Letinsky talks about how “photography conflicts with and constrains our sense of our environment by reinforcing certain ideas we have about perception.” I’m not confident that I fully understand her point here, but it could be a reference to how we take and consume photographs, reinforcing these perceptions unconsciously as we go in order to make thing fit our model of the world. The plain white tablecloths may well invite us to view the images – and the human behaviours they represent – with a fresh backdrop, not influenced by our prejudices and past experiences.
Read Chapter 4 ‘Something and Nothing’ in Cotton, C. (2014) The Photograph as Contemporary Art (3rd edition) London: Thames & Hudson. You will find this on the student website named PH4IAP_Something and Nothing.
To what extent do you think the strategy of using objects or environments as metaphor is a useful tool in photography?
When might it fall down?
Write some reflective notes on these points in your learning log.
This strategy provides the photographer with virtually endless scope to use everyday items from the world around us and make them represent something else that is perhaps less readily available or harder to photograph (either in a person or elsewhere). So the first thing to say is that this type of metaphor has very practical use where photographing the ‘real thing’ would be difficult or dangerous. Of course this comes with a warning that it can be used lazily where better results could be had by seeking out the subject.
Because the subject matter is often banal, Cotton warns against making the assumption that the subject matter is what would otherwise be ‘without visual symbolism. In truth, there is no such thing as an unphotographed or unphotographable subject‘. The job of the viewer is to seek to find out what meaning the phorographer identified in it, knowing that there must be one.
As with Orozco’s ‘Breath on a piano’, mundane objects in combination allow us to see things in a new and perhaps subversive way – Just who was it that dare breathe on the prefectly polished piano? Who used scrap car doors in a doorway (Wentworth, 1999) and who balanced a courgette and carrot on a cheese grater (Fischili and Weiss)? This quirk is what piques the interest for me, stops me and motivates me to explore the image in more detail (Barthes’ concept of Punctum raises this phenomena in Camera Lucida). We know that any photograph is a moment in time that actually existed once (maybe constructed sculpture from the parallel art movement in the 1960’s exploring minimalism), but it wouldn’t normally look like that.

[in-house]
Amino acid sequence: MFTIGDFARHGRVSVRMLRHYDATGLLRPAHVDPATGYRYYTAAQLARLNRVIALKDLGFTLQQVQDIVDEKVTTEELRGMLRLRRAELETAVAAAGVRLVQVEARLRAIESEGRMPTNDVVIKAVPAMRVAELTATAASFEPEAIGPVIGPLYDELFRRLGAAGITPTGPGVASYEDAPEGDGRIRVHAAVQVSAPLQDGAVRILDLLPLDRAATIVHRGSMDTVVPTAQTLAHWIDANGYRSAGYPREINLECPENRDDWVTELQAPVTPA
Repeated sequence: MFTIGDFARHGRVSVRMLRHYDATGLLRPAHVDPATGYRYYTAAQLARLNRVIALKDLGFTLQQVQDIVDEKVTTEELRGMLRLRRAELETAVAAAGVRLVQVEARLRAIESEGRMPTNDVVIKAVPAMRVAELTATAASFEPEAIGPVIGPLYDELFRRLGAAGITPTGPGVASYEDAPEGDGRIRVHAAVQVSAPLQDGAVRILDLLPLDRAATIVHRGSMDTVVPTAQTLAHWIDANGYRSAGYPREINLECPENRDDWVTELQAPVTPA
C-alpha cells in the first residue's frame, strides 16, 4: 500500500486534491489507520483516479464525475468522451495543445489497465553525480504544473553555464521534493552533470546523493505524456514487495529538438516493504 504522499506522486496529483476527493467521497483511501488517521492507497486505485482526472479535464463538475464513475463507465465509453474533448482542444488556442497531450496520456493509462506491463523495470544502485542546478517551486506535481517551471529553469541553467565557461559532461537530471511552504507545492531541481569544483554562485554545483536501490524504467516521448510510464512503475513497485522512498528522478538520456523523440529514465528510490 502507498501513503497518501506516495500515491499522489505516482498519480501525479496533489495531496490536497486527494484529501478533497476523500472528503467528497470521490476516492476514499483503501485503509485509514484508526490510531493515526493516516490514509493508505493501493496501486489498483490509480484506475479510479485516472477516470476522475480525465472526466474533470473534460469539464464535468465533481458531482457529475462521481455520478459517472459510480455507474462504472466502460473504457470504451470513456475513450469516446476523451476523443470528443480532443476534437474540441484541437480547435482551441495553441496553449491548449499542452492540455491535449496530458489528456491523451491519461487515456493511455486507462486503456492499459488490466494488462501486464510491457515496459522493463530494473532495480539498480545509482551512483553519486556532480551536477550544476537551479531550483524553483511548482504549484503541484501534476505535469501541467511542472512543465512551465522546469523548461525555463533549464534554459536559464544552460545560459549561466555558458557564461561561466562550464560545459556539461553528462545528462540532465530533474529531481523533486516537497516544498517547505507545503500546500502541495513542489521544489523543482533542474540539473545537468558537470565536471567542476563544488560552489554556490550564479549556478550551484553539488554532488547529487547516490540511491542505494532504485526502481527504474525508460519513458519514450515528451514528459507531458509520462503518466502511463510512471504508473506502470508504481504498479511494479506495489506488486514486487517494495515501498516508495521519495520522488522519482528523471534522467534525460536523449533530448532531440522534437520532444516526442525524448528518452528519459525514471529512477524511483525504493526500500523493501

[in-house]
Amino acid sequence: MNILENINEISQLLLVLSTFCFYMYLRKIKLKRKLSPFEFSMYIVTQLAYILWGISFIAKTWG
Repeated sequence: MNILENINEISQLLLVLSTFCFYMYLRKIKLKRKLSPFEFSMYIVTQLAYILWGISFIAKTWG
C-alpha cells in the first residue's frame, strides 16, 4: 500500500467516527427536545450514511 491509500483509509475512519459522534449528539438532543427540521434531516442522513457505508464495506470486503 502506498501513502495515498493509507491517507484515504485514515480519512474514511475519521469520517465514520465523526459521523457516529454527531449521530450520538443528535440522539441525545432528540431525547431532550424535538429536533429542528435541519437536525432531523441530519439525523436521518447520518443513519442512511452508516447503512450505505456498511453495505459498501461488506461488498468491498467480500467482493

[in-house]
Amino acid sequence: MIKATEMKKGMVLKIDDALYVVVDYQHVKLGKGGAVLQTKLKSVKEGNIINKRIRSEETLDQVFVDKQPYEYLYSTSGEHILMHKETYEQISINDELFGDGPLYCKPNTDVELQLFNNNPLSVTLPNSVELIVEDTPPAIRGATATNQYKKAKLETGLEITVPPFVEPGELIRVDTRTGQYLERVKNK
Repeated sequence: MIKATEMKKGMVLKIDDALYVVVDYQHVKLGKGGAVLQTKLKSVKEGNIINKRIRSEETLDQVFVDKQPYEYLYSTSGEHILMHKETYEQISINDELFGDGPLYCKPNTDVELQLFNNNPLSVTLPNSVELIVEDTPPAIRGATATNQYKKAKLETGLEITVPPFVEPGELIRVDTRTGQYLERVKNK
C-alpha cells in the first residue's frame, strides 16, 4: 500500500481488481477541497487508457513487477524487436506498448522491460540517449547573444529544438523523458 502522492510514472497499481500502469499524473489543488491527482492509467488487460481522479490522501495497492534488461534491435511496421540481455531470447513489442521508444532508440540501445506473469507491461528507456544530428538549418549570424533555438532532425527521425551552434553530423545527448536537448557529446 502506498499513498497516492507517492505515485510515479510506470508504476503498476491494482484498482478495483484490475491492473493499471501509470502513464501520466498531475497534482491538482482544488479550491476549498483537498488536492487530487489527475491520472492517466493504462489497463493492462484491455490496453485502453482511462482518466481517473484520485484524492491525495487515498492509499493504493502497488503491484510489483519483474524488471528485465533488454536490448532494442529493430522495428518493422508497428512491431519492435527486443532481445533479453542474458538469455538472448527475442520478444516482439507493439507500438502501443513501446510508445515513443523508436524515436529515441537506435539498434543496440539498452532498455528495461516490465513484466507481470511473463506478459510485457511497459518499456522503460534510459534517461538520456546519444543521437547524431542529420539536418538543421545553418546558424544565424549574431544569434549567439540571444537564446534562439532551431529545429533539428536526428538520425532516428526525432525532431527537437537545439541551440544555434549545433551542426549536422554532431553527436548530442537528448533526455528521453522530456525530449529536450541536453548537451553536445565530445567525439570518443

I can see how this is a tremendous tool for drawing the viewer’s attention to an attribute that the phorographer seeks to highlight. It is as though the photographer presents a riddle to be solved, ‘drawing on our natural inquisitiveness‘ (Cotton), the reward being to gain an insight into the subject. A ‘portrait’ of someone characterised by a love of food and a very large, pointy nose might unkindly have a wedge of cheese in the image instead, as a crude example.
The risk is thst cetrain aspects are accentuated by this strategy at the expense of others giving an incomplete view of the subject, or misunderstood (the puzzle too cryptic) and getting it entirely wrong. This feels more serious when we are talking about people – at least with a straightforward portrait the viewer can rely on his own senses, not just curious items thst the photographer substitutes for the original. Rather than a complex and intriguing image it may descend into stereotype and crude characature.
But for me thats the whole point. Sculpture is never the original, it is an interpretation. So is painting. Minimalism is accepted as an artistic style across mediums. Why should photography be any different, shackled in creativity by its ability to faithfully reproduce? The responsibility of the photographer therefore is to remain alert to this risk of over-simplification for an image to be persuasive and rich in meaning.
However, James Melling challenges even this with his exploration of lighting a single subject. At first sight his work resembles an early Cokin Filter catalogue, with images of the same glass house through various coloured filters and graduated filters, solarisation and other vivid colour techniques. What might be dismissed as crude and amateurish is visually engaging and exploratory, showing diversity while only changing the light that falls upon a fixed subject.